2000

In 2000, following the death of long-time editor Meg Greenfield and a short interim editorship under Stephen S. Rosenfeld, Hiatt was named editorial page editor. Hiatt's tenure as editorial page editor has been during a period of national losses in circulation and readership for newspapers. Daily circulation has fallen 41% from 787,000 in 2000 to 467,000 in 2012 while Sunday circulation has fallen 46 percent from 1,076.000 to 688,000.

1996

In 1996, Hiatt joined The Post's editorial board. In 1999 Hiatt was a finalist for the Pulitzer Prize for what the prize committee called "his elegantly-written editorials urging America's continued commitment to international human rights issues."

1992

Hiatt is the author of The Secret Sun: A Novel of Japan, which was published in 1992, as well as two books for children, If I Were Queen of the World (1997) and Baby Talk (1999). In April 2013, his first novel for young adult audiences, Nine Days, was published. It follows two fictional teenagers on a journey to free an imprisoned Chinese dissident; while the protagonists are fictional, the prisoner and his story are based in reality.

1981

Hiatt first reported for the Atlanta Journal and the Washington Star. When the latter ceased publication in 1981, Hiatt was hired by the Washington Post. At the Post, Hiatt initially reported on government, politics, development and other topics in Fairfax County and statewide in Virginia. Later, after joining the newspaper’s national staff, he focused on military and national security affairs. From 1987 to 1990, he and his wife served as co-bureau chiefs of the Post's Tokyo bureau. Following this, from 1991 to 1995, the couple served as correspondents and co-bureau chiefs in Moscow. While there, Hiatt played an unlikely role of International Monetary Fund 'representative' Baron Domenic in Karen Shakhnazarov's Dreams (1993).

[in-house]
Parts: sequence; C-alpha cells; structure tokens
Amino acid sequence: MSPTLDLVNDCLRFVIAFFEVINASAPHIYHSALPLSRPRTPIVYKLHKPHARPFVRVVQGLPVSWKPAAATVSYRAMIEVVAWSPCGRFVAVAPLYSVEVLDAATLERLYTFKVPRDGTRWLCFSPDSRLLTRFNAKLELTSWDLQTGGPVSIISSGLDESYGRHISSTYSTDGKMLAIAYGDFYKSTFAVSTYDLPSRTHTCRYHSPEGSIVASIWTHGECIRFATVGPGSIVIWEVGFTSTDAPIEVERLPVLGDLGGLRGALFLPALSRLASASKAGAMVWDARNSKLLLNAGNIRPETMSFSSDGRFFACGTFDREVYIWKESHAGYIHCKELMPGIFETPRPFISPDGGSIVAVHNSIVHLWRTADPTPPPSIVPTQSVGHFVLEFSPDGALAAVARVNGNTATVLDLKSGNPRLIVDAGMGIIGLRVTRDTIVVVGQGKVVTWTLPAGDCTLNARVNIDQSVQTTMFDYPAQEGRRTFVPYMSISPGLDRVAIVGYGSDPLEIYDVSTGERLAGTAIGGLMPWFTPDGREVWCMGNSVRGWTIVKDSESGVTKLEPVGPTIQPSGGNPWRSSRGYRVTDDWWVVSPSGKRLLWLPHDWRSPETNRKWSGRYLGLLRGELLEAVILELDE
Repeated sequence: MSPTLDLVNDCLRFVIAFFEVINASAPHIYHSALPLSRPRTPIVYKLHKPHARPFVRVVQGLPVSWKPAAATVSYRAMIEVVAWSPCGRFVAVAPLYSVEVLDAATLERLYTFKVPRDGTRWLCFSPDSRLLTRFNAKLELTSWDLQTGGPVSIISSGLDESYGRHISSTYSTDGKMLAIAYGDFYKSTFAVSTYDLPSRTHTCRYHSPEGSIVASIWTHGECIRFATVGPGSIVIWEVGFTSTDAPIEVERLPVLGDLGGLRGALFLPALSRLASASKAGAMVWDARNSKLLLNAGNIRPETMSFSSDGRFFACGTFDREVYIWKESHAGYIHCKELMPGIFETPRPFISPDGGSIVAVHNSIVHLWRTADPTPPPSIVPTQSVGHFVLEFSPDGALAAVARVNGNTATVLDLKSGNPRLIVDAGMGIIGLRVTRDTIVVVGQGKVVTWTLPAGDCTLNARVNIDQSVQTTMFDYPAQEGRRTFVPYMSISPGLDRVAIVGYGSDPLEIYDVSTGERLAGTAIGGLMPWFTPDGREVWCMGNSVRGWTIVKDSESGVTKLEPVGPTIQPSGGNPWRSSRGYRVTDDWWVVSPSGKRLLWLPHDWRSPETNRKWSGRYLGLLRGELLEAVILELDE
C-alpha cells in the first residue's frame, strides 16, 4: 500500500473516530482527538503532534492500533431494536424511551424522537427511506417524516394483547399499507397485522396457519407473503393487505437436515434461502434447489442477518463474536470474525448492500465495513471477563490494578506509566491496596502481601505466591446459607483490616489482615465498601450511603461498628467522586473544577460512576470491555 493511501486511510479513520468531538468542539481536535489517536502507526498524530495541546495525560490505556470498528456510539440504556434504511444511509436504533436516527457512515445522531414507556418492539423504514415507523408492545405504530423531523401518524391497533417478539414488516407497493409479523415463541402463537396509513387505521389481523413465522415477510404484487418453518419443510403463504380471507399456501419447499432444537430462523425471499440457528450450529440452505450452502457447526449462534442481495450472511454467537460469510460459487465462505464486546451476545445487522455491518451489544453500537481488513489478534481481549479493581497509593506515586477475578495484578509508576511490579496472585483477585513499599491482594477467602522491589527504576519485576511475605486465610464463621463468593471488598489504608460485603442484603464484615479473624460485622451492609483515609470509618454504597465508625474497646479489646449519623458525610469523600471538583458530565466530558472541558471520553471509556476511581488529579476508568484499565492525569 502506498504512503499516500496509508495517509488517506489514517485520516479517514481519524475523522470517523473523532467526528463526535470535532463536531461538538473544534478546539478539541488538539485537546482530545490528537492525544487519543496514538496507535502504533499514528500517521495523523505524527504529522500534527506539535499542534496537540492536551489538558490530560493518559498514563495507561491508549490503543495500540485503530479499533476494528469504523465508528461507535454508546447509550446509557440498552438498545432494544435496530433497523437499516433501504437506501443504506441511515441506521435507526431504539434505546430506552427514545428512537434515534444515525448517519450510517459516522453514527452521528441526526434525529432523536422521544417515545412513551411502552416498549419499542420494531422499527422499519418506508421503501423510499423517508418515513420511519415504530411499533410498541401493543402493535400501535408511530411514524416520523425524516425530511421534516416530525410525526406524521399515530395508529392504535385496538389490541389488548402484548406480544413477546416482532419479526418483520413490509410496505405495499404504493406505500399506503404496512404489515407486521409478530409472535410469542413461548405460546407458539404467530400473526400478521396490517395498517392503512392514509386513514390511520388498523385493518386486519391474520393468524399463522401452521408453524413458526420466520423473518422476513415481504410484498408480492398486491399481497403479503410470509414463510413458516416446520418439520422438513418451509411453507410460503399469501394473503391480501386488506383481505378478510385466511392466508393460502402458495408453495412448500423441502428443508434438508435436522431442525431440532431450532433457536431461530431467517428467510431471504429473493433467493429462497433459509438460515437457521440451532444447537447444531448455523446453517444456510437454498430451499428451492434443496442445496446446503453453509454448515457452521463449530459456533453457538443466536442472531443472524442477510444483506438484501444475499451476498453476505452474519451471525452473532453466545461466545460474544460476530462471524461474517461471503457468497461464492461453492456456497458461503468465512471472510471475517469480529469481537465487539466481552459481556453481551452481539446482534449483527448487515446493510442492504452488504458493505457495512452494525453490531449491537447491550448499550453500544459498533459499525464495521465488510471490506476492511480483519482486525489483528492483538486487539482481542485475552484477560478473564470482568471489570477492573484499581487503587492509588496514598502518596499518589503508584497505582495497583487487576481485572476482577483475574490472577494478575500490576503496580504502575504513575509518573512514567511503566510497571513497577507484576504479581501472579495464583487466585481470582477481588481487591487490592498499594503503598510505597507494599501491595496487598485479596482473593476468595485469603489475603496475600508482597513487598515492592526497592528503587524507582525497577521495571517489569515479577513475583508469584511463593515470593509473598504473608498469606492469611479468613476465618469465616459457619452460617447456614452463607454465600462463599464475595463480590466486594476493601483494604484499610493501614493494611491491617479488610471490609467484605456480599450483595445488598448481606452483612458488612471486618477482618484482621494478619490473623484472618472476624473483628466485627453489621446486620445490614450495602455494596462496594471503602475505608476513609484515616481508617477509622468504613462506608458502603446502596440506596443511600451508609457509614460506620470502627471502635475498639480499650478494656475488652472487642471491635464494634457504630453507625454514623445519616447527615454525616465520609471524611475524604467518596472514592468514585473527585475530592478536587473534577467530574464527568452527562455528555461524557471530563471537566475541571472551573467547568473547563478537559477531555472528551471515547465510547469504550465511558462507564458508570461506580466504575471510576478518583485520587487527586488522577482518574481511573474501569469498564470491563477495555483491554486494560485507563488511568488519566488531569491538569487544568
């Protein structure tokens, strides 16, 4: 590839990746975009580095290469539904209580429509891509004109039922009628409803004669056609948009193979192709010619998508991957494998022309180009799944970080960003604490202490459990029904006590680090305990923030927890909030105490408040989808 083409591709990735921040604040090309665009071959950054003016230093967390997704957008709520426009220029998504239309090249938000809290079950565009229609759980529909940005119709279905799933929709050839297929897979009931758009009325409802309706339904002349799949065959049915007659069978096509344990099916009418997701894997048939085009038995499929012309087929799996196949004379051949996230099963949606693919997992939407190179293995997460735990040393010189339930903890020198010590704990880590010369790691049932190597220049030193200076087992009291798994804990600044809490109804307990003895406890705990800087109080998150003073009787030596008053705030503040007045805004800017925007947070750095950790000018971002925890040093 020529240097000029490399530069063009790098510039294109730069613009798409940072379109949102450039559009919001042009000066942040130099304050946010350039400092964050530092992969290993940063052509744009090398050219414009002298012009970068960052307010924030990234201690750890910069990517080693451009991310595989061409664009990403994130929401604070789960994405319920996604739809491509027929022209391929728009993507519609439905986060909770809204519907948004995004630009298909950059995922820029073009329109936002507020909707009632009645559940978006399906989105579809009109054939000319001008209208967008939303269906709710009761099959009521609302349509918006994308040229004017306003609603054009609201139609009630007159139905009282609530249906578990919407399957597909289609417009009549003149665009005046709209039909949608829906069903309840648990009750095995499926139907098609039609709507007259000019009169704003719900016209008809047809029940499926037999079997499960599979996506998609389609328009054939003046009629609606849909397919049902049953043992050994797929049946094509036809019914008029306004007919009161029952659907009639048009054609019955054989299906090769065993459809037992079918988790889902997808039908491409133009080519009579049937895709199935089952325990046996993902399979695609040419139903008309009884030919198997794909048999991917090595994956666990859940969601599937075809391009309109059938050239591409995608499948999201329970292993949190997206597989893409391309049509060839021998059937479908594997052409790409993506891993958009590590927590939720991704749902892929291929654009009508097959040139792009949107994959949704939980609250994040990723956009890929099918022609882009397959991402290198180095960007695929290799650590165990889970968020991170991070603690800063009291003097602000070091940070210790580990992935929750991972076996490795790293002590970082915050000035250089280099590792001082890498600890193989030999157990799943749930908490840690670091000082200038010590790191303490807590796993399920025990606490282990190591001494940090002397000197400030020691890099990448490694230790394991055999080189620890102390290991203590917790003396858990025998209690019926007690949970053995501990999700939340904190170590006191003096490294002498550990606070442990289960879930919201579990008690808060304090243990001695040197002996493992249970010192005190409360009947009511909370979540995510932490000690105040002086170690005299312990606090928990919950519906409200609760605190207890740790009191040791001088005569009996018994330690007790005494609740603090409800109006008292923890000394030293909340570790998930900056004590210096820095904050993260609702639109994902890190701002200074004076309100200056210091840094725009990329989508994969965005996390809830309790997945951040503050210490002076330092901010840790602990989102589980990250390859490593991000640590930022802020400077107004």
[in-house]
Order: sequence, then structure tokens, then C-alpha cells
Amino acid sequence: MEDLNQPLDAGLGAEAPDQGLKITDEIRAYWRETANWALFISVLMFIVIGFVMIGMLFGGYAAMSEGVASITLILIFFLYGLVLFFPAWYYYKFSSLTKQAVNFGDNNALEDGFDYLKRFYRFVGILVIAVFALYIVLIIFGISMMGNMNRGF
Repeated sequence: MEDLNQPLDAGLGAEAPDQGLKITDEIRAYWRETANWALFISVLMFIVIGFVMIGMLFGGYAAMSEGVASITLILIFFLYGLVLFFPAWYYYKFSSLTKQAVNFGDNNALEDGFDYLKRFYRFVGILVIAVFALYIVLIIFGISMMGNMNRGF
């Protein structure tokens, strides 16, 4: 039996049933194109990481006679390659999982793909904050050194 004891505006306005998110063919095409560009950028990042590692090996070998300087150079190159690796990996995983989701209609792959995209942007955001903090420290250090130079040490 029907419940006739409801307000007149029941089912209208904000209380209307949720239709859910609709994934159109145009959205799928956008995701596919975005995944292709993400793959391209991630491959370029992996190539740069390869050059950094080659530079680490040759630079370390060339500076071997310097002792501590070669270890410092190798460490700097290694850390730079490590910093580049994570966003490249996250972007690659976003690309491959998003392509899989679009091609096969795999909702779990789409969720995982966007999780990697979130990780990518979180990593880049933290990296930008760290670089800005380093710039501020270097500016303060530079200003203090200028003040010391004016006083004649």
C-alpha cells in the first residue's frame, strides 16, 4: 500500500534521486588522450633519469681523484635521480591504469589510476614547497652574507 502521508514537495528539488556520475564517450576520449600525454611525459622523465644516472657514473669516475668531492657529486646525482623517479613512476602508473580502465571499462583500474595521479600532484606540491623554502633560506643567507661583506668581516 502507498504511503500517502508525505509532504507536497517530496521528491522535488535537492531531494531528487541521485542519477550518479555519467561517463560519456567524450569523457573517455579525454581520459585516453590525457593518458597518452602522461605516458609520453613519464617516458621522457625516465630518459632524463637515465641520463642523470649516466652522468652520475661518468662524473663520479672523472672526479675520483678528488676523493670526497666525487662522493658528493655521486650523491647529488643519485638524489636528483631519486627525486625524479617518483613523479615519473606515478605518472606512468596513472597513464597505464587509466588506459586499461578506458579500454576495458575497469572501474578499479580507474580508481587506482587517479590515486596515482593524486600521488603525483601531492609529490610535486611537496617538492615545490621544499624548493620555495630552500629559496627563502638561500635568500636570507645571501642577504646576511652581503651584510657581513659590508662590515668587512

1977

Hiatt was born in Washington, DC. He is the son of Howard Haim Hiatt, a medical researcher and former dean of the Harvard School of Public Health, and Doris Bieringer, a librarian who co-founded a reference publication for high school libraries. His maternal grandfather, Walter H. Bieringer, served as president of the United Service for New Americans which helped to resettle European Jews in the United States after World War II. He graduated from Harvard University in 1977. Hiatt is married to Washington Post editor and writer Margaret "Pooh" Shapiro; they live in Chevy Chase, Maryland and have three children: Joseph, Alexandra, and Nathaniel.

1955

Frederick Samuel "Fred" Hiatt (born April 30, 1955) is the editorial page editor of The Washington Post. He also writes editorials for the page, as well as a biweekly column that appears on Mondays.

1950

The Post's editorial board prior to Hiatt's appointment was described by then-editor Meg Greenfield as collectively having "the sensibility of 1950s liberals," by which she meant that it was generally conservative on foreign policy and national defense and generally liberal on social issues.